OH, she said.  Don’t ever go digging down in there cos there’s glass down in  the hole!  When old Grandma Ocker knew the revenuers were coming, she would take her bottles of moonshine and throw the whole bottle down the outhouse hole, so she wouldn’t get caught!

I like to know history, of my town, and my property and my house.  So, there’s some  interesting history,  about the house and the outhouse hole.  I think about the history I know of this place sometimes when I’m outside doing things, and wonder what it must have been like to live here then. I’m glad to not have to go to the outhouse!

16 responses to “Throw the Moonshine down the Outhouse Hole!

  1. Fascinating story! I think it’s cool that you met someone who was familiar with your house and got to hear some history about it.

  2. Fascinating story! My grandmother’s farm, and, oddly enough, her outhouse, brings back many pleasant memories (a pleasant outhouse? – yes, this will require some explaining lol)

    I was away much of my childhood (private residential school) and didn’t get home often, but when I did, it was preferably to stay with my grandma on her farm. They had indoor plumbing, but their bathroom was in a place that did not allow much privacy… so, the outhouse it was! Their outhouse was cleaner than any restroom I’ve ever been in (grandma always, even now at 92, keeps everything very clean).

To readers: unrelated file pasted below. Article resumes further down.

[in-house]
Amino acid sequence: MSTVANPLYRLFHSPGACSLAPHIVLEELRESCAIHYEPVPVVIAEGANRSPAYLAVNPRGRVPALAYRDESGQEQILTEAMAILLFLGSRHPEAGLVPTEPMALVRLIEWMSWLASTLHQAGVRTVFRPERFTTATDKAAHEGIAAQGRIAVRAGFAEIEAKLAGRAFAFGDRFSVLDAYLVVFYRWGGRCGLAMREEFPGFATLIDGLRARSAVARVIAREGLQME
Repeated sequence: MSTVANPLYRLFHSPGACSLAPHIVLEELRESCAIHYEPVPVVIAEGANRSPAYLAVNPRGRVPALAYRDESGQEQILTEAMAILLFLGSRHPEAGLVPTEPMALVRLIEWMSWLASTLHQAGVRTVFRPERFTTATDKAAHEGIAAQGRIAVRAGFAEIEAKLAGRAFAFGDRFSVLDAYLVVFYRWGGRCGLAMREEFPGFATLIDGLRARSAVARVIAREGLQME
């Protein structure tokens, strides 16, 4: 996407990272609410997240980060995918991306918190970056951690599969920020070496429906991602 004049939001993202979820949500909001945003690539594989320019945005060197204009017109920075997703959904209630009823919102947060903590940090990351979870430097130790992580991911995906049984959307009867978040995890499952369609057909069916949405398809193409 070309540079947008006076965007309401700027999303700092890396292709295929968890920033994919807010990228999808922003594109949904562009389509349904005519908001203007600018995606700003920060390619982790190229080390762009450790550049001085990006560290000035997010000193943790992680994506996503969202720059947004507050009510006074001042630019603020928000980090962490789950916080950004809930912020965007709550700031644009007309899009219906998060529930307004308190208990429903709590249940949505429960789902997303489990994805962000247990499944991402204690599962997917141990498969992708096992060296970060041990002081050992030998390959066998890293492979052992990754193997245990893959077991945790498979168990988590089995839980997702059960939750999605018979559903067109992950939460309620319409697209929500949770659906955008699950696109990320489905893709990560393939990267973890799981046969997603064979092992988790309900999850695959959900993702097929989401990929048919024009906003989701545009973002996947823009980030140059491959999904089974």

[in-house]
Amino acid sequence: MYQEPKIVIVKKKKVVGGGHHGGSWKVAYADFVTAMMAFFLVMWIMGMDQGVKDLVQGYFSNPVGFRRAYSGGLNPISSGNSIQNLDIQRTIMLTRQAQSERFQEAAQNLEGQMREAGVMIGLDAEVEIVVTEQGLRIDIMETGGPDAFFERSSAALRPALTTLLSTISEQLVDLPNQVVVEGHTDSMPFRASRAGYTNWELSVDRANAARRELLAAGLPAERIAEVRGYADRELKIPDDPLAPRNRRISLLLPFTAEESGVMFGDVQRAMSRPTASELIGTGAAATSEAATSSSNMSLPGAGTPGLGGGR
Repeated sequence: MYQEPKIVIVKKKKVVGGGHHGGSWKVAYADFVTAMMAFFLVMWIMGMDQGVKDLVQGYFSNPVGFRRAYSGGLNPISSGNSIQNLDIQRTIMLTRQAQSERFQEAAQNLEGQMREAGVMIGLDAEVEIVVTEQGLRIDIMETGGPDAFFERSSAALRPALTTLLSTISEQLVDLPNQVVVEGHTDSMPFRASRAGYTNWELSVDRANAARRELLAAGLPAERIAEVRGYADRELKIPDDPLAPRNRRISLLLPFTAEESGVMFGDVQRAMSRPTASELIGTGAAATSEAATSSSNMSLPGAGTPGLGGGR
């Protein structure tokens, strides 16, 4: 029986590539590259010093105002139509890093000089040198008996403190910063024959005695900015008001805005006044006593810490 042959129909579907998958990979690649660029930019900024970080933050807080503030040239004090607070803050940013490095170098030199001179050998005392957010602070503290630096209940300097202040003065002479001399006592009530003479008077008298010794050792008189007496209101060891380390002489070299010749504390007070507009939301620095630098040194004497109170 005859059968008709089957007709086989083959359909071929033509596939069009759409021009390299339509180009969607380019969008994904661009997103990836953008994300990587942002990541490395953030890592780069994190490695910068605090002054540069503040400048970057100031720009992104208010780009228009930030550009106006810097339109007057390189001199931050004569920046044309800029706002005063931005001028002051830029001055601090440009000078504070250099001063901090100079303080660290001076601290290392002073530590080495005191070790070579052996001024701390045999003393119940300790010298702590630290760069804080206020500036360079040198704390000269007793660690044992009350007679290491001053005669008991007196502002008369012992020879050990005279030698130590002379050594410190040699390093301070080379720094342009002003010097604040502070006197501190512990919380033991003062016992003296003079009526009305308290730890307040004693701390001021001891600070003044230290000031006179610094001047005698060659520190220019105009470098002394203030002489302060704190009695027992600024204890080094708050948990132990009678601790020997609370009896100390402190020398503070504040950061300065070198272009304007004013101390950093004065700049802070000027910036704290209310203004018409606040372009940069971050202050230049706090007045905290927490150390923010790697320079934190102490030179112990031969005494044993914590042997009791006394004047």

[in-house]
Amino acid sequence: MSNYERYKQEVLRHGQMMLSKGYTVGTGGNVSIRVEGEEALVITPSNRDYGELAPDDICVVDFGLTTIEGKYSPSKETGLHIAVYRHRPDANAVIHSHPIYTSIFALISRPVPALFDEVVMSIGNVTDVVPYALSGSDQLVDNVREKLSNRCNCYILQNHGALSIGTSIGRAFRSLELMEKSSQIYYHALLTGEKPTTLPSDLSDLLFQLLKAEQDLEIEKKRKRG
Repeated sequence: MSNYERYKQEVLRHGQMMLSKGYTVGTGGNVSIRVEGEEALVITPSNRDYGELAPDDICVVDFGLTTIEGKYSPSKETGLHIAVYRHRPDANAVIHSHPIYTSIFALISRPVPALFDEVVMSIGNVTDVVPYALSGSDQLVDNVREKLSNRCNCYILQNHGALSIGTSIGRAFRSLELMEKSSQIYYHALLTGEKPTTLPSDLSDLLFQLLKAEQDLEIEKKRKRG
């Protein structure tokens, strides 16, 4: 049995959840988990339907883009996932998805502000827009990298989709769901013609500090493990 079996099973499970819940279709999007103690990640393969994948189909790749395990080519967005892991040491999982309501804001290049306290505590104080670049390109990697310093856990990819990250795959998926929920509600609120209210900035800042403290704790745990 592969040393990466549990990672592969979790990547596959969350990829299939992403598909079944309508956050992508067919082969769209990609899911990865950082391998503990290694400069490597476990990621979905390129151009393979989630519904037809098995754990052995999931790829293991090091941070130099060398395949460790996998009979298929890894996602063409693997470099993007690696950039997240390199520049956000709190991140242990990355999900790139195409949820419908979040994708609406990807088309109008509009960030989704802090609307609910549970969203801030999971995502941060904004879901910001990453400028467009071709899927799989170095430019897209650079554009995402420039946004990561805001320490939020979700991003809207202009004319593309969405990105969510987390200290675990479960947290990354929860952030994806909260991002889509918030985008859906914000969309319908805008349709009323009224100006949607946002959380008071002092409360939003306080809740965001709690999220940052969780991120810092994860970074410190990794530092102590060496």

Also I still have recordings of grandpa (no longer with us) with his guitar and his mason jar ;), sitting in the outhouse, singing, or ‘pickin’ and grinnin’ as he used to say.

    Hope you have a great weekend, and I hope MaChatte is feeling better

    • MaChatte is all back to normal, her crazy self. They live in the moment…..

      A clean outhouse….hmmm, I’ve been in a few and never was in one I could have called clean. Thanks for the interesting story! Your grandpa must have been a very interesting guy, and grandma, bless her heart, still going strong at 92!

      Have yourself a great weekend too! Paint some good stuff. .

  3. How great to know the story of your old house… my condo was built in 1979…. not too much mystery here!!!!!!!

    • I wish I could learn more but there is nobody older left from the Ocker family now, hasn’t been for many years. And our local newspapers on microfilm don’t tell stories like of houses being built. I bet you have some good local history to explore tho, even if it’s not your own house. .

  4. Beautiful post, I loved it. My house was build in 1990… I can only tell stories about Mr. Bowie… 😉

    • Thanks Herman. That’s ok, cos your stories about Mr. Bowie are good and interesting as well, and plus he’s just so darn cute. You also have your beautiful garden! We like your stories.

  5. What a great story, it brought me back to growing up in northern Vermont in a late 1700’s Colonial house. Between the barn, where they kept the horses and carriages, and the house there was a hallway that had a two holer in it. I remember as a kid playing long hours outside and not wanting to come in so instead I would use one of the holes when I needed to “go.” Weird, but fond memories.

    • Thanks! You have your own interesting out house hole story, and thanks for sharing it. I guess I must be a green neck too, cos I’ve been reading your blog and enjoying a lot of what you say. Frugal, thrifty, there’s a lot of those words apply to me too.